Telling Untruths about Mayor Spencer
Telling Untruths about Mayor Spencer
Reprinted with permission
“Still, a man hears what he wants to hear, and disregards the rest.”
Those lines, which our readers surely will recognize from Simon and Garfunkel’s “The Boxer,” are getting to be the theme song of those on a mission to trash Mayor Trish Spencer. No longer are they content simply to denigrate the mayor for something she’s said or done; now, they’ve resorted to disparaging her for things she didn’t actually say or do.
Take the special council meeting on rent control. Two days after the meeting, we read in Blogging Bayport Alameda that, “Trish Spencer decided to interrupt renter after renter to grill them about whether their rent was ‘current’ after they spoke of receiving an eviction notice.”
Then, a commentary in last week’s Alameda Sun took it up a notch. (“Mayor’s Performance Shows True Colors, Poor Leadership,” Nov. 12). According to the author (Brian McGuire), “Once renters were finally allowed to speak, their paltry 60 seconds were repeatedly interrupted by Spencer. After allowing landlords to speak uninterrupted, often for extended periods due to invisible proxies they held in their pockets, Mayor Spencer peppered renters with questions about whether they were current on their rent. Then, satisfied with their answers, she magnanimously granted ‘you may proceed.’ How regal.”
The Merry-Go-Round was planning to take the week off. But, having watched the video of the special meeting to prepare last week’s column, we didn’t remember Spencer’s conduct the way it was being described. So we went back to watch the video again to see if the mayor really had treated the tenants so terribly.
It just ain’t so. Here’s what the video shows: Thirty-nine people spoke on the “tenant side”: 32 current renters; four leaders of housing and tenants’ advocacy groups, and three other people whose comments reflected a pro-tenant perspective.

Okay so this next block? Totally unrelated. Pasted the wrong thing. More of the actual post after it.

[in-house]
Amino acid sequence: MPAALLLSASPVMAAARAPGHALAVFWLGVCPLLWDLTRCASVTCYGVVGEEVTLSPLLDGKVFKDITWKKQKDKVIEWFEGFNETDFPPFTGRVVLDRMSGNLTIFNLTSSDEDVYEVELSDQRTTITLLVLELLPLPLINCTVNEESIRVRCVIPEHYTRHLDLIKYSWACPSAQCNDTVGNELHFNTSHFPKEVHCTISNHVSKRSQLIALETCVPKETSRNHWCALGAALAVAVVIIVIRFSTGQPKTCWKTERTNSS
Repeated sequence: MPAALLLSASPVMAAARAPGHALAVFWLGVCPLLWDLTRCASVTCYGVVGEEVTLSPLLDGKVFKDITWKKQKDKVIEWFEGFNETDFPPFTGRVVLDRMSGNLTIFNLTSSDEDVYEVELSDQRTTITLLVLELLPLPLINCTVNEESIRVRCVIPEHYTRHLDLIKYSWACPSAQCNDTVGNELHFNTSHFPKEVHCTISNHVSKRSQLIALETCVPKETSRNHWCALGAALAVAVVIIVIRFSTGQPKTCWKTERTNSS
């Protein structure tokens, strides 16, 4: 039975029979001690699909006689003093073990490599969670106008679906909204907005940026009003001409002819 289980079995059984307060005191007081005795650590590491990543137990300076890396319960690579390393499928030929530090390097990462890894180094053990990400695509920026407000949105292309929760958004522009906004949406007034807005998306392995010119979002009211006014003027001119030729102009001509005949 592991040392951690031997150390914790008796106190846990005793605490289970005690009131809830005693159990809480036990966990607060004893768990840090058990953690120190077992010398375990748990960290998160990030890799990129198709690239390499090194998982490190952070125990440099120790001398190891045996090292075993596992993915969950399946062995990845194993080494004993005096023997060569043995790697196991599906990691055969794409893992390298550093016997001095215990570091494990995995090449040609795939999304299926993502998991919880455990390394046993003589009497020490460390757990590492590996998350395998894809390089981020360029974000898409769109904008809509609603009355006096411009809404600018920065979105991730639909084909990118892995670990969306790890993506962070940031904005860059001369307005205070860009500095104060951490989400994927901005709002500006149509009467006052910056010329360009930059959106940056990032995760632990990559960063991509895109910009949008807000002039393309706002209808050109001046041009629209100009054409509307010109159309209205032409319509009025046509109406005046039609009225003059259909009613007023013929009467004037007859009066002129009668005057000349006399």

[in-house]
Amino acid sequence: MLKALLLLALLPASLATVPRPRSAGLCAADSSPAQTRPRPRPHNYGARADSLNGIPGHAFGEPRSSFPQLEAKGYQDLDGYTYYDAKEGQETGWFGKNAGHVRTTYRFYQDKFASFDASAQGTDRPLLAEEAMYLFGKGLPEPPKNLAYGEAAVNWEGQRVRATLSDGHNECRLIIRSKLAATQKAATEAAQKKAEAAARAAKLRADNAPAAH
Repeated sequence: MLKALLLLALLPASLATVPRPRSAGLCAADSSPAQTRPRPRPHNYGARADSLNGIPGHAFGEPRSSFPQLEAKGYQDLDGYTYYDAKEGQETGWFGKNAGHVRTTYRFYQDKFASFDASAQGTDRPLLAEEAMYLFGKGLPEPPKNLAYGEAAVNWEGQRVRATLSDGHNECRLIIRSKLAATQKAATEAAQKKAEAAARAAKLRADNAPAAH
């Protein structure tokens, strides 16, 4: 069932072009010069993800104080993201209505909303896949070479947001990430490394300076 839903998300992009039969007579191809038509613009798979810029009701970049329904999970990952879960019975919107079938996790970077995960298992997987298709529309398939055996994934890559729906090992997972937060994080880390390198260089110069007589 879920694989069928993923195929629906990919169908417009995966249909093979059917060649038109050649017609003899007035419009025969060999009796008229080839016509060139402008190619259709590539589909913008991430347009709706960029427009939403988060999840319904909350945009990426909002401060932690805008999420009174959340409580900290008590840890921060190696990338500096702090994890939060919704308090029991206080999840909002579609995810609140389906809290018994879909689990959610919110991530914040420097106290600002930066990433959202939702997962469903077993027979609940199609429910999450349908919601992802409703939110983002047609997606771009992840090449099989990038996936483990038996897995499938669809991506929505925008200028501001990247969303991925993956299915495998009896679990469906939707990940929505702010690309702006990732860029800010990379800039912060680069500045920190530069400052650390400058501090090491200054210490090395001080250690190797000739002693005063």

Spencer asked two, and only two, of the 39 tenant speakers about being “current” on his or her rent. Both had received notices to vacate, and a “good cause” ordinance of the sort being considered by the council does not protect against evictions based on non-payment of rent.
Spencer also asked another tenant what her total rent was. The tenant had stated the amount of her rent increase, and the mayor wanted to know the total rent to be able to calculate the percentage increase — which is, after all, the standard used to determine whether a rent increase is “excessive.”
Other than on these three occasions out of 39, Spencer did not interrupt any tenant speaker with any questions.
Three councilmembers — not including Spencer — voted to limit speaking time to one minute. Thereafter, the mayor never cut off any speaker, landlord or tenant, as soon as the red light went on and the buzzer sounded. Instead, with her consent, the majority of speakers, landlord and tenant, exceeded the council-imposed limit.
In fact, one tenant speaker ignored the stop signs and spoke for about four minutes before Spencer interjected, “May I ask you to wind up?” Then, after the speaker finished his story, Spencer asked him for his contact information so that she could follow up personally.
Those are the facts. Unfortunately for the Spencer bashers, those facts didn’t fit their preferred narrative of a bully in the mayor’s chair brow-beating beleaguered renters.
So they invented the story of how Spencer “grilled” and “peppered” the tenant speakers with a barrage of questions about the timeliness of their rent. That account achieves the goal of making Spencer look bad — but it’s not what happened.
Frankly, we’re left shaking our heads. Why would anyone sling accusations against Spencer that are so easy to disprove just by watching the video? We can only surmise that there are some who despise the mayor so intensely that they can’t — or won’t — believe what’s right up there on the screen for all to see and hear.
But then the question becomes: Why do they detest Spencer so much? We don’t recall her predecessor’s opponents displaying any similar delusional antagonism. Sure, there were those who disagreed with Marie Gilmore, and maybe even some who disliked her. But they didn’t act as if she were the devil incarnate.
We never could understand why there were some Republicans who hated — no milder word is appropriate — Bill Clinton. Nor could we understand why there were some Democrats who loathed George Bush with equal fervor.
Come on, guys, we found ourselves saying, you’ve got to admit that the president (whichever one they were talking about) has some redeeming qualities.
Is this the level to which political discourse in Alameda now has fallen? We shudder to think so. We suppose there’s nothing we, or anyone else, can do to stop the Spencer haters from spewing their venom. But is it too much to ask them to stop making stuff up?
To end, as we began, with Simon and Garfunkel: Where have you gone, Michele Ellson? For bringing Alamedans the straight story, our city turns its lonely eyes to you. Woo woo woo.